Why we need to talk about food policy

Food policy might seem a rather boring topic … after all, you can't eat policy, right?

Even today in the opening statements of the 43rd session of the Committee on World Food Security (CFS), delegates reiterated the call to focus on action over policy.

We do not disagree. Action on food security and nutrition is paramount. However, as two people deeply interested in food policy (you might even call us “policy nerds”), it has become apparent to us that food policy deserves more recognition.

So what is food policy and why is it important that we talk about it?

Let’s start with the basics...

What is policy?

A policy is a principle or statement of intent that is meant to guide decisions and achieve specific outcomes. You can think about a policy as a hypothesis (“what we hope will happen”) and a set of steps (“how to get there”).

We tend to think of policies as being related to governments. These are called “public policies”.

But it is also important to recognise that policies can be proposed or adopted by governments, companies, NGOs and even individuals. Policies can also operate at different levels: the global, national, regional, local and organizational levels.

What is food policy?

Food policy impacts on how food is produced (and what is produced), processed, distributed, purchased, consumed, protected and disposed of.  This means that we do indeed “eat and drink food policy”.

Food policies are designed to influence the operation of the food system. Food policies govern a number of areas, including:

  • Food-related industries
  • Agricultural and livestock extension
  • Food assistance
  • Food safety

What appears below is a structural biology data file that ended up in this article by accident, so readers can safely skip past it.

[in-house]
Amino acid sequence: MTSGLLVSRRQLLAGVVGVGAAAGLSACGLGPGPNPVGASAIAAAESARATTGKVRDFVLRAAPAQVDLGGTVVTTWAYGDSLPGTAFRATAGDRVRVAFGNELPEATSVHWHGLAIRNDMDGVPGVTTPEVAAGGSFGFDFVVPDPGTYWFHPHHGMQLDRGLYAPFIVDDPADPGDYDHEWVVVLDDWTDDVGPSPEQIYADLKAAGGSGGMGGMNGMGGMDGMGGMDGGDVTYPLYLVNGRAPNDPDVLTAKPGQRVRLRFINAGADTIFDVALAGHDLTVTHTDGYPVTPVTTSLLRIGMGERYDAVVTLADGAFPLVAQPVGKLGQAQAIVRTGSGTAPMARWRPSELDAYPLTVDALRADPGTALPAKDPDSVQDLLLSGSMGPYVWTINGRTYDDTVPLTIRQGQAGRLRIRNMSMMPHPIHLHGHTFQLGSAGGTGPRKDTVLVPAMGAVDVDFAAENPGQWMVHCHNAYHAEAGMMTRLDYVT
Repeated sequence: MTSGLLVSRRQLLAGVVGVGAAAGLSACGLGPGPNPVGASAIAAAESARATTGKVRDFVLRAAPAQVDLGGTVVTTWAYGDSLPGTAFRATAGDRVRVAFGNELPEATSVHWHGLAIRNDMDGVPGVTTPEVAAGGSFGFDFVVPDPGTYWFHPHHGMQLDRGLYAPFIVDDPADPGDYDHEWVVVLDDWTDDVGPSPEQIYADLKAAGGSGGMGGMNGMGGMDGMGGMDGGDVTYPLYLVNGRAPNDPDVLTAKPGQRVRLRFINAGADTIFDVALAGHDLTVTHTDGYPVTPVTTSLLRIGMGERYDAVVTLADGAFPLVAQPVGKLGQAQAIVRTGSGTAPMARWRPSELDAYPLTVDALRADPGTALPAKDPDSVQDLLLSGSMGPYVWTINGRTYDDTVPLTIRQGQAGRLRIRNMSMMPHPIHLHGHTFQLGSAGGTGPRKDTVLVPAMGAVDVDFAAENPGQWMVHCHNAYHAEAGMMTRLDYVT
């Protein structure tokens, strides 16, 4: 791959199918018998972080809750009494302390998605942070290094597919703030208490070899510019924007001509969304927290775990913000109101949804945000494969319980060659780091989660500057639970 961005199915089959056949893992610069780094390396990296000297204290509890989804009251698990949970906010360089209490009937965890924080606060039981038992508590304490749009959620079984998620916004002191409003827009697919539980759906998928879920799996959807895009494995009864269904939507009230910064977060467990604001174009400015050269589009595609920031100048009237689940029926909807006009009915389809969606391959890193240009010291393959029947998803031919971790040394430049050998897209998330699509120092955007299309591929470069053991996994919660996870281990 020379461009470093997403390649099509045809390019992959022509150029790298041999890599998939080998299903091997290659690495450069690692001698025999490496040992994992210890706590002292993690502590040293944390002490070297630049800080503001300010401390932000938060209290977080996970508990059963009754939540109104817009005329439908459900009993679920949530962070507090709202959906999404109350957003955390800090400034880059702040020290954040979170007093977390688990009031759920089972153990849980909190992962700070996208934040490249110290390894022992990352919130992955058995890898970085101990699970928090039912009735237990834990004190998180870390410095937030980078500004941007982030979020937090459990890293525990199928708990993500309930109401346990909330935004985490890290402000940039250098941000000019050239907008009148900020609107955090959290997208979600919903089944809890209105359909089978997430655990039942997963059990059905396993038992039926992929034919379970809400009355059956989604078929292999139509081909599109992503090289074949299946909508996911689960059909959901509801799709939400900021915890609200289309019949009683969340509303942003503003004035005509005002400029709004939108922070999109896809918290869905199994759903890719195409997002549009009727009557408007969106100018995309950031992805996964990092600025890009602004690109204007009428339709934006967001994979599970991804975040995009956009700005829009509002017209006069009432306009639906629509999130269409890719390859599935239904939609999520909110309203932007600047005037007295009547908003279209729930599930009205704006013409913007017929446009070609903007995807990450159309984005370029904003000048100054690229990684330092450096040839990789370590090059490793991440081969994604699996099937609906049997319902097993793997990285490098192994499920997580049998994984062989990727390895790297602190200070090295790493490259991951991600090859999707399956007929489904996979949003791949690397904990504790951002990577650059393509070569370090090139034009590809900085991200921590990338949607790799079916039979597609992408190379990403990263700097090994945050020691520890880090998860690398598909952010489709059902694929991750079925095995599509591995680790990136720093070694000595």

• Food labelling
  • Certification standards
  • Development assistance/food aid
  • Trade

Why should we care?

“Food” is a human right. There are few issues more important than ensuring that everyone has adequate food.  Yet, the latest available estimates indicate that about 795 million people in the world – just over one in nine – were undernourished in 2014-16..

It is the food policies that have been implemented – and not implemented – that have led to this massive and ongoing human rights violation.

The Committee on World Food Security (CFS) is meeting this week and will bring together governments, civil society, the private sector, and researchers to develop policy recommendations on a wide range of food security and nutrition topics.

These recommendations have real implications for how we address food insecurity around the globe. 

During the CFS session two key issues are being negotiated:

  • Sustainable Agricultural Development for Food Security and Nutrition including the Role of Livestock
  • Connecting Smallholders to Markets

Learning about, and advocating for, good food policies is key to achieving more just, equitable and sustainable food systems.  Our hope is that the CFS will continue to put food security and the voices of those most affected by food insecurity at the centre of the policy negotiations as they work collectively to end hunger.

What to know more about food policy and food security?

Here is a video on how food policy can help to end hunger

Blogpost by Jessica Duncan and Nadia Lambek, #CFS43 Social Reporters – jessica.duncan(at)wur.nl / nadia.lambek(at)mail.utoronto.ca

Illustration:  Civil society in Canada has drafted their own food policy
Illustration courtesy:
Food Secure Canada

This post is part of the live coverage during the 43rd Session of the Committee on World Food Security (CFS). This post is written by two of our social reporters, and represents the authors’ views only.

17/10/2016 0:00

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